Search page with headings labeled using h1, h2, and h3 hierarchy of important (h1- 464,318 results, h2- Water, water everywhere (result title), h3- Subject)

2.2.c/3.2. HTML 5 elements and corresponding ARIA roles: How to example

e.g.,  HTML 5 elements and possible corresponding roles

<header> – role= “banner”,
<nav> – role= “navigation”,
<main> – role= “main”,
<footer> – role= “contentinfo”, role = “search”,
<aside> – role= “complementary”,
<form> – role= “form”

e.g., Apply <section> and ARIA Role role= “region”

<header role= “banner”> <p> logo, etc. here </p> </header>
<nav role= “navigation”> <ul> <li> navigation </li> </ul> </nav>
<main role= “main”> <p> main content area </p> </main>
<footer role= “contentinfo”> <p> copyright, etc. here. </p> </footer>

2.3. Sitemap: Good example

Sitemap for BVI users (Library of Congress)

National Library Service for the Blind and Physically Handicapped site map featuring hierarchical list of all pages

2.4. Named Anchors: How to example

The following example is from tagindex.net. Use named anchors <a> and then add attributes (name, href) and values. A unique anchor name must be used within a page.

<h1>TAG index</h1>

<h2>Anchor example</h2>

<h3><a name= “menu”>Menu</a></h3>

<ul>

<li><a href= “#a001”>Jump to a001</a></li>

<li><a href= “#a002”>Jump to a002</a></li>

<li><a href= “#a003”>Jump to a003</a></li>

</ul>

<h3><a name= “a001”>a001</a></h3>

<p>paragraph text …</p>

<h3><a name= “a002”>a002</a></h3>

<p>paragraph text …</p>

<h3><a name= “a003”>a003</a></h3>

<p>paragraph text …</p>

<hr>

<p><a href= “#menu”>Jump to Menu</a></p>

3.1/3.3. Meaningful labels: How to example

Apply labels to unlabeled edit field -> label (Simple Search Edit Search March on Milwaukee)

Select a Form Field interface with suggested renaming of "Unlabeled1 Edit" to "Simple Search Edit Search March on Milwaukee", Short keys for Forms (Insert + F5): labeling

4.1. Navigation tips and instruction: Good example

Artstor provides navigation tips and instructions on the general Help page.

Artstor Browse tips page which reads, "About Browsing in the Arstor Digital Library, Browsing allows you to find images in the Digital Library without using a specific search term. Choose a collection type or category as a starting point for your research.

Related Resources:

    1. HTML 5 Accessibility. HTML 5 and ARIA Landmark. Retrieved from https://dequeuniversity.com/assets/html/jquery-summit/html5/slides/landmarks.html.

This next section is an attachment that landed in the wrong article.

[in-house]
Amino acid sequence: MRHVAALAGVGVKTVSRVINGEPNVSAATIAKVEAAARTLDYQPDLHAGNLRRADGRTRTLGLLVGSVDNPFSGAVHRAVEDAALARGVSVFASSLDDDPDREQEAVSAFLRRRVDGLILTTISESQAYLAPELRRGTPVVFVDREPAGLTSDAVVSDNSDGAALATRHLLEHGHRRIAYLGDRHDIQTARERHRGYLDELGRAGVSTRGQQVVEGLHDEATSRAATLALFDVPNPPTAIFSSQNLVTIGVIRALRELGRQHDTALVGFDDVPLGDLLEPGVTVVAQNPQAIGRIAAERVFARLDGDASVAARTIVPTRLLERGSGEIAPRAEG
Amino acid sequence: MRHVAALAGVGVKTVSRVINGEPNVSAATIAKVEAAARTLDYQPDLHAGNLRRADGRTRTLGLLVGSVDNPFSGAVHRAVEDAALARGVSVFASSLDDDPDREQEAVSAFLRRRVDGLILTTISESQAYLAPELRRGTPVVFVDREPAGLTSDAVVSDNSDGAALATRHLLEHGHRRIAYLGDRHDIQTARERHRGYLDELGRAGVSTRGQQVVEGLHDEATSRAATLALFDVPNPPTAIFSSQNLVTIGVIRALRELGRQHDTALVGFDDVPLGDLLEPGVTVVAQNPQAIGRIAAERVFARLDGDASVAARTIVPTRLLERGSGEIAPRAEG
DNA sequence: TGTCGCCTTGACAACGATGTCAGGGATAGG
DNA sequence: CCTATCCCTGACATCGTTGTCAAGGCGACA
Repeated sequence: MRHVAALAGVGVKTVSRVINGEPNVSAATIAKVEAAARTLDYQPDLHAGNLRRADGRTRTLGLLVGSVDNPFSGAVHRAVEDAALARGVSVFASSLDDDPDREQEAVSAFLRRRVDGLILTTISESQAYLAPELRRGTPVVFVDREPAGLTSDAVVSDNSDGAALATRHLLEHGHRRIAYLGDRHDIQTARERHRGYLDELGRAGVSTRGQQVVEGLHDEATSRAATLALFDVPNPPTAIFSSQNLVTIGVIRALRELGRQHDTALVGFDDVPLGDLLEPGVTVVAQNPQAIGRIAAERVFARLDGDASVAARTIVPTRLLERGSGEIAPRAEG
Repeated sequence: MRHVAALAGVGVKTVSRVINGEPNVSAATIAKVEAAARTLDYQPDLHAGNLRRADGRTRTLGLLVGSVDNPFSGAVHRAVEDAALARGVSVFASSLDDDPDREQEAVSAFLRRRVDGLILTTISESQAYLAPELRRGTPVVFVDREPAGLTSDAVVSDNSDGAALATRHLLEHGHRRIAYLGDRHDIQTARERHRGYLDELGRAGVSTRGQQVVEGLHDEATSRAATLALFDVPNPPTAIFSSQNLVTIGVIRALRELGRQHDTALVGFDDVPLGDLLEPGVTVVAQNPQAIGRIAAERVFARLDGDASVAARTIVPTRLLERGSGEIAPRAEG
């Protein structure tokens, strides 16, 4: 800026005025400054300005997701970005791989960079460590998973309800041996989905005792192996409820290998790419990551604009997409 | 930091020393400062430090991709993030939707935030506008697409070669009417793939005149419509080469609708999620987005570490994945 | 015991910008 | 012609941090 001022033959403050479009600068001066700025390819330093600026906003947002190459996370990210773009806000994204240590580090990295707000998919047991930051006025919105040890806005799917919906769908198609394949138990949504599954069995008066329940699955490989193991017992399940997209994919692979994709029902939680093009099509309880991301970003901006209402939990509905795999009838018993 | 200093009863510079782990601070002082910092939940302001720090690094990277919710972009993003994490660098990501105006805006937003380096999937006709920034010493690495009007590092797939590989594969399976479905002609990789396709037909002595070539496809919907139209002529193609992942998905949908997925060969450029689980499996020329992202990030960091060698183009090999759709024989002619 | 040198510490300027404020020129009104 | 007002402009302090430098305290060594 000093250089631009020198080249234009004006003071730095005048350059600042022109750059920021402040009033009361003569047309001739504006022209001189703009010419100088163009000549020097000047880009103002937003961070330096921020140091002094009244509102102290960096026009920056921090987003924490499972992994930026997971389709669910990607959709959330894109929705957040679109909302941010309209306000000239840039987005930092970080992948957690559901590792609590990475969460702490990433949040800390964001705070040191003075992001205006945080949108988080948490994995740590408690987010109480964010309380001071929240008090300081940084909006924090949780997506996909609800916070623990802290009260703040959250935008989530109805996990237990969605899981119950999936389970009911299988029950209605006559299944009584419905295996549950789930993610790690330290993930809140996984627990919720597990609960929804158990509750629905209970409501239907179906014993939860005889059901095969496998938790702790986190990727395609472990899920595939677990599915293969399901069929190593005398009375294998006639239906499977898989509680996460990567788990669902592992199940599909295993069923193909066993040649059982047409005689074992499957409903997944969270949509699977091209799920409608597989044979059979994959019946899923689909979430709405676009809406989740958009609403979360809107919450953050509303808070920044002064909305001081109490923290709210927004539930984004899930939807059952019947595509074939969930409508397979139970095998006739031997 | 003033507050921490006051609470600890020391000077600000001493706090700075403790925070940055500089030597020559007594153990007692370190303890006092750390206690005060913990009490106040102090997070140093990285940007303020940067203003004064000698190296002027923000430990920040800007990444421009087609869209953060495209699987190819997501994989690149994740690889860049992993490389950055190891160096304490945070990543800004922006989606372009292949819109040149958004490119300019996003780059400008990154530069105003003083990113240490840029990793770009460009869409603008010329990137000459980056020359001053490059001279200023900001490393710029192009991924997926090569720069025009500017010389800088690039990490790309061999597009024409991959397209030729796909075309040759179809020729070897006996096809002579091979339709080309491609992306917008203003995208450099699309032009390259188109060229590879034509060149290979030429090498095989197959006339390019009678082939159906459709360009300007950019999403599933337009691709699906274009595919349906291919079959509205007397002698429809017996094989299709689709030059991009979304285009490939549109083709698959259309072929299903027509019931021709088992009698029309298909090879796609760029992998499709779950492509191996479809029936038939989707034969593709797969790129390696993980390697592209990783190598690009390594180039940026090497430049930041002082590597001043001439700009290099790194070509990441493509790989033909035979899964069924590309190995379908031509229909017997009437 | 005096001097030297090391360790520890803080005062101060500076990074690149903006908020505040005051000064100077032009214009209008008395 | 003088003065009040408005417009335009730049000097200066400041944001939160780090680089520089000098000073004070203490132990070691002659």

2. Surfing the Internet with JAWS and MAGic!. (2011). Navigating Web Pages. Retrieved from http://doccenter.freedomscientific.com/doccenter/doccenter/rs25c51746a0cc/2011-04-05_surfsuplessonone/04_navigating.htm
    3. Lynch, P. J. & Horton, S. (2017). Web style guide 3rd edition. Retrieved from http://webstyleguide.com/wsg3/6-page-structure/3-site-design.html
    4. Nielsen, J. and Li, A. (2017). Mega Menus Work Well for Site Navigation. Retrieved from https://www.nngroup.com/articles/mega-menus-work-well/
    5. Borysowich, C. (2007). Designing Website Navigational aids. Retrieved from https://it.toolbox.com/blogs/craigborysowich/designing-website-navigational-aids-123107
    6. Web Page Mistakes. (2018). Website Navigation. Retrieved from http://www.webpagemistakes.ca/website-navigation/
    7. Deque University. Add a “Skip Navigation” Link to Help Keyboard Users Reach Main Content Faster. Retrieved from https://dequeuniversity.com/tips/add-skip-navigation-link.
    8. Crestodina, A. (2017). Website Navigation: 7 Best Practices, Design Tips and Warnings. Retrieved from https://www.orbitmedia.com/blog/website-navigation/
    9. Europeana. (2018). Breadcrumb including results path. Retrieved from https://www.europeana.eu/portal/en/record/2064109/Museu_ProvidedCHO_Spielzeugmuseum_der_Stadt_N_rnberg__Museum_Lydia_Bayer__67267__Datensatz_.html?q=rabbit
    10. Park, K., Goh, T., & So, H. J. (2014, December). Toward accessible mobile application design: developing mobile application accessibility guidelines for people with visual impairment. In Proceedings of HCI Korea (pp. 31-38). Hanbit Media, Inc.
    11. The Library of Congress – Sitemap. (2018). Retrieved from https://www.loc.gov/nls/site-map/
    12. Wang et al. (2017). Enabling Independent Navigation for Visually Impaired People through a Wearable Vision-Based Feedback System. IEEE International Conference on Robotics and Automation. Retrieved from https://groups.csail.mit.edu/drl/wiki/images/f/fb/Wearnavi-vision-icra2017.pdf.
    13. Webpagefx. (2013). Designing the Perfect Hyperlink — It’s Not as Simple as You Think. Retrieved from https://www.webpagefx.com/blog/web-design/hyperlink-design/
    14. W3C. (2018). WCAG 2.1 Guideline 2.4 Navigable. Retrieved from https://www.w3.org/TR/WCAG21/#navigable
    15. W3C. (2016). ARIA Landmarks Example. Retrieved from https://www.w3.org/TR/wai-aria-practices/examples/landmarks/region.html
    16. W3C. (2018). Providing a site map. Retrieved from https://www.w3.org/WAI/WCAG21/Techniques/general/G63.
    17. W3C. Supported States and Properties. Retrieved from https://www.w3.org/TR/wai-aria-1.0/states_and_properties#aria-hidden

See Also:

Help-seeking Situations > E. Difficulty identifying current status, path, or cursor mode